Do you remember the Great Financial Crisis?

14/06/2019

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John Pattullo, Co-Head of Strategic Fixed Income, explains how after the failure of QE to generate any sustainable growth or inflation the dial has turned to various forms of fiscal policy. But as he argues, a successful formula has to combine fiscal and monetary policies with structural reform.




What crisis?


"Do you remember the Great Financial Crisis?“ Ahh — you mean the one we are still in…

It is rather amusing that we sometimes get asked the above question. We need to remind some clients that we are very much still in the crisis.

The crisis happened for a number of reasons but primarily because of the enormous amounts of debt raised by households, corporations and governments. Hence, a lot of the economic ‘growth’ was financed by increasing debt in an unsustainable way. Remember the ‘Great Moderation’?1 Hmm…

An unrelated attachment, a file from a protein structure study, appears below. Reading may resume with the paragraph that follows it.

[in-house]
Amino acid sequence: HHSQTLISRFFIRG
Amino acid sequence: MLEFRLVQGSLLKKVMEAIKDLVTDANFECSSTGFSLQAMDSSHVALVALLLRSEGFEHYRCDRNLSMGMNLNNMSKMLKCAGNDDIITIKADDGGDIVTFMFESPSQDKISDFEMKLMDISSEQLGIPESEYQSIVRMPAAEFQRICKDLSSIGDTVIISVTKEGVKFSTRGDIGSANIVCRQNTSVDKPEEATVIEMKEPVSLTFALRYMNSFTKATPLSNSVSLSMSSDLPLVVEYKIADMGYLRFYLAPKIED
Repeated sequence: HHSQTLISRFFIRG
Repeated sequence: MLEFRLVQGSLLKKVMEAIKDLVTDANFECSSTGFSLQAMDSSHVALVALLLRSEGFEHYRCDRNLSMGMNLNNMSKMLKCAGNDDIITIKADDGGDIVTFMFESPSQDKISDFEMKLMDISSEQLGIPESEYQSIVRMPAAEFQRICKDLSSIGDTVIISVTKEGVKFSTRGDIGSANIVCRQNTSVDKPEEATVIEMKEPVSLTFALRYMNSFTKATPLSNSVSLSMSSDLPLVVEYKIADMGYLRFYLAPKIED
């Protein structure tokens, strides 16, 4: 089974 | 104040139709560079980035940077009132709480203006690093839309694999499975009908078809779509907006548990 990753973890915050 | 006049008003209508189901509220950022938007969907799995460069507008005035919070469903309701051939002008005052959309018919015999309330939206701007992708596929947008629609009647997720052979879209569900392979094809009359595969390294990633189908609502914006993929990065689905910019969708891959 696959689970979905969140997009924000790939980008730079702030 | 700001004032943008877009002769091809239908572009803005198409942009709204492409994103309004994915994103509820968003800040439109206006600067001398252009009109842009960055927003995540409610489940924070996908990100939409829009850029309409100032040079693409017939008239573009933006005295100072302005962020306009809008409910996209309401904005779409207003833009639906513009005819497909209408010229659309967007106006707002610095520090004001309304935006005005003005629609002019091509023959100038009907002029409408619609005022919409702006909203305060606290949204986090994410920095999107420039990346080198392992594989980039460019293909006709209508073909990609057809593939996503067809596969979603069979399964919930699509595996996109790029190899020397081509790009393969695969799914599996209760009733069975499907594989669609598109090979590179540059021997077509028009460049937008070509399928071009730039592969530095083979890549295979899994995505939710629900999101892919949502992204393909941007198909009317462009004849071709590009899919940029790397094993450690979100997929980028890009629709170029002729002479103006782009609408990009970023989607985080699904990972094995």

Eleven years on, as the chart demonstrates, the vast majority of countries have more debt than before the crisis began — a few have managed to partially reduce their debt. So, how on earth can the crisis be over?

Debt loads higher than pre-crisis

Source:  Thomson Reuters Datastream, BIS, Janus Henderson Investors, change in aggregate debt, 2008 versus 2018, annual, as at 31 December 2018
Note: Aggregates for household, corporate and government


There are no easy solutions to reducing too much debt. A number of options are available, such as growth and inflation (which are hard to come by), austerity, default and/or financial repression2 (more on this later). But the not so distant past may have lessons that can help.

Japanification alert!
It was back in 2011 that we started talking about Richard Koo’s balance sheet recession3 thesis. It is extraordinary how reading one book (The Holy Grail of Macroeconomics: Lessons from Japan’s Great Recession, 2009) can completely change your view on economics and the bond markets.